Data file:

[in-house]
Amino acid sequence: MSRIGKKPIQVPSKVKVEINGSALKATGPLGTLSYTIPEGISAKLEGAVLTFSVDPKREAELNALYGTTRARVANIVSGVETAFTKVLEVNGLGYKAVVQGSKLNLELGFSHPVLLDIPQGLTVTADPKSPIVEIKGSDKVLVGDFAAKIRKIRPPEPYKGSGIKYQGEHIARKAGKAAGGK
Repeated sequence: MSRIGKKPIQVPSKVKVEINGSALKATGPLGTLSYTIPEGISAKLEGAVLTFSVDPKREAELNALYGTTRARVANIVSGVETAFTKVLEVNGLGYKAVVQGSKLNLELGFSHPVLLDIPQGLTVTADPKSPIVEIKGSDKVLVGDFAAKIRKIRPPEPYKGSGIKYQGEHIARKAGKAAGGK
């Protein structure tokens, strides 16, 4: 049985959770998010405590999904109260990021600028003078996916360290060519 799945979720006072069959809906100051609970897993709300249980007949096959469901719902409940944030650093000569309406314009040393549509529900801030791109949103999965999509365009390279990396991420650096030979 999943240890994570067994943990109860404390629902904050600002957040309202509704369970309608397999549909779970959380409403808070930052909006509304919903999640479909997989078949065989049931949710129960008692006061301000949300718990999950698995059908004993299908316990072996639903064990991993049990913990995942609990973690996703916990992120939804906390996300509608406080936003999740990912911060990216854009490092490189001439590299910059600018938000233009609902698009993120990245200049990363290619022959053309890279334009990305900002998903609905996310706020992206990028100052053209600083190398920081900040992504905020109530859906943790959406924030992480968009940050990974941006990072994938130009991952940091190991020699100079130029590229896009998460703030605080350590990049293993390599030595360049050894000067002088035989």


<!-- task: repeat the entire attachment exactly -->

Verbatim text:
[in-house]
Amino acid sequence: MSRIGKKPIQVPSKVKVEINGSALKATGPLGTLSYTIPEGISAKLEGAVLTFSVDPKREAELNALYGTTRARVANIVSGVETAFTKVLEVNGLGYKAVVQGSKLNLELGFSHPVLLDIPQGLTVTADPKSPIVEIKGSDKVLVGDFAAKIRKIRPPEPYKGSGIKYQGEHIARKAGKAAGGK
Repeated sequence: MSRIGKKPIQVPSKVKVEINGSALKATGPLGTLSYTIPEGISAKLEGAVLTFSVDPKREAELNALYGTTRARVANIVSGVETAFTKVLEVNGLGYKAVVQGSKLNLELGFSHPVLLDIPQGLTVTADPKSPIVEIKGSDKVLVGDFAAKIRKIRPPEPYKGSGIKYQGEHIARKAGKAAGGK
């Protein structure tokens, strides 16, 4: 049985959770998010405590999904109260990021600028003078996916360290060519 799945979720006072069959809906100051609970897993709300249980007949096959469901719902409940944030650093000569309406314009040393549509529900801030791109949103999965999509365009390279990396991420650096030979 999943240890994570067994943990109860404390629902904050600002957040309202509704369970309608397999549909779970959380409403808070930052909006509304919903999640479909997989078949065989049931949710129960008692006061301000949300718990999950698995059908004993299908316990072996639903064990991993049990913990995942609990973690996703916990992120939804906390996300509608406080936003999740990912911060990216854009490092490189001439590299910059600018938000233009609902698009993120990245200049990363290619022959053309890279334009990305900002998903609905996310706020992206990028100052053209600083190398920081900040992504905020109530859906943790959406924030992480968009940050990974941006990072994938130009991952940091190991020699100079130029590229896009998460703030605080350590990049293993390599030595360049050894000067002088035989």